feared the Japanese in the 1980s, as they were taking away a large
number of jobs and were able to generate products less expensively than
the United States. The standard of living quickly skyrocketed in Japan
and the outflow of jobs and trade imbalance wasn’t as bad as we first
who understand international economics better than I do tell me that the
same will happen with India and China. I am concerned that it will take
an immense about of time to improve the standard of living for billions
of people while US jobs disappear. Today’s Wall Street Journal article
titled China’s Workers Demand Perks, Better Salaries, focuses on a group
of senior auditors at the PriceWaterhouseCoopers Beijing office, who
complained about excessive overtime, working extended hours, some until
2 AM during the week and on weekends, yet weren’t financially
compensated in the same fashion as the junior auditors. The company
eventually conceded, granting overtime pay with bonuses.
goes on to discuss how professionals in China are aspiring to a more
middle-class lifestyle, which, consequently, is good news for those
companies competing with the Chinese. Still, the salaries are amazingly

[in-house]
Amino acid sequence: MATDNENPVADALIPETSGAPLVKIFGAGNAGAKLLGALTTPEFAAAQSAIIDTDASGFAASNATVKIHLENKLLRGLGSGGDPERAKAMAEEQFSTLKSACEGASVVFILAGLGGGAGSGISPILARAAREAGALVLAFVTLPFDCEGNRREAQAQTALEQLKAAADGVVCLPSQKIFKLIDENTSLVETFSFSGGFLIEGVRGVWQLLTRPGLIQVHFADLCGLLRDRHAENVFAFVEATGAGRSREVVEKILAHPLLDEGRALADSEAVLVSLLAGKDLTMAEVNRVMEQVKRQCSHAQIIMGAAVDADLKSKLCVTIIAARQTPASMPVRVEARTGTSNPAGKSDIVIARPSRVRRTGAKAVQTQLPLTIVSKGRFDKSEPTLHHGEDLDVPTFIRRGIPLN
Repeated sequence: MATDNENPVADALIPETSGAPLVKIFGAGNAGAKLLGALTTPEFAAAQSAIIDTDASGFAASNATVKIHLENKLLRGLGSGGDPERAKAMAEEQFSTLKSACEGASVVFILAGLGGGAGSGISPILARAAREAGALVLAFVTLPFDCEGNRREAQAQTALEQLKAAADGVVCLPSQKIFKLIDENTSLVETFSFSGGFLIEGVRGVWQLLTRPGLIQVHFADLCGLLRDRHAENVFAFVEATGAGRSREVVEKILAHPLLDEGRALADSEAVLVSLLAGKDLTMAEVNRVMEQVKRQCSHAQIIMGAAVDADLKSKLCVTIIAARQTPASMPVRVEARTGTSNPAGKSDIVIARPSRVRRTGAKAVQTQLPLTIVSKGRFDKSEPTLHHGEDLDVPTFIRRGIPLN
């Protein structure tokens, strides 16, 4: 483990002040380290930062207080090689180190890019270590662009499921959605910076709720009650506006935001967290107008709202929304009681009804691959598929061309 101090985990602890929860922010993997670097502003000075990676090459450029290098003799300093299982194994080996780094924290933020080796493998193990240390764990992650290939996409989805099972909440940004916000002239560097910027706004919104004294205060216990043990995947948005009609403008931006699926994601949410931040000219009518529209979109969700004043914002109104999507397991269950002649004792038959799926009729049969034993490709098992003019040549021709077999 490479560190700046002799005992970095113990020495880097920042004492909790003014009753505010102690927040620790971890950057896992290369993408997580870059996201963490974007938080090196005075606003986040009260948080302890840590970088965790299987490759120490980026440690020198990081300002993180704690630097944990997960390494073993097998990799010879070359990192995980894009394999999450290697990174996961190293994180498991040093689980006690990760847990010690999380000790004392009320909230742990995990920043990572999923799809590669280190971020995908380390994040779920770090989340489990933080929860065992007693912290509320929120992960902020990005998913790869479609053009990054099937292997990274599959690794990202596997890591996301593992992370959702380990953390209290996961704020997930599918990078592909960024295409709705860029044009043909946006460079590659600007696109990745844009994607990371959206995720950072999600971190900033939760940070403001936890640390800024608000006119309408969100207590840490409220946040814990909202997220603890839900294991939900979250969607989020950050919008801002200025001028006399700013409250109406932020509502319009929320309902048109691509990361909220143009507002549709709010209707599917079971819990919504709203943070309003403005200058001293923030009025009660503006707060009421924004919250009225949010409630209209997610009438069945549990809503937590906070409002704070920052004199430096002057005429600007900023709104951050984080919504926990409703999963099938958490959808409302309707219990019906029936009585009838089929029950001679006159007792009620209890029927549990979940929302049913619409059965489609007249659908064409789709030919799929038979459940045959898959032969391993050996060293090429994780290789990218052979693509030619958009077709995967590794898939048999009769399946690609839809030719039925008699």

low. Multinational companies pay a receptionist about $5,000 per year
while an engineer will receive $42,000. State run companies pay anywhere
from $600 to $2,400 per year. These numbers seem out of whack, but I
trust the integrity of WSJ’s editorial here.
possible, then, that the trend towards higher salaries and an increased
standard of living is beginning to take place. I am told that India call
center outsourcers are already outsourcing their low paying jobs to the
Philippines. It seems that as the world is connected to the Internet,
the global standard of living will also increase in near real-time.
happens, America and other countries will benefit. We will sell more
microprocessors, operating systems, sweaters, cars, jewelry, etc. The
humanitarian side of me is all for the standard of living increasing in
India and China, and the capitalist in me hopes for the same.
Rich Tehrani is TMC's president. He welcomes your comments.
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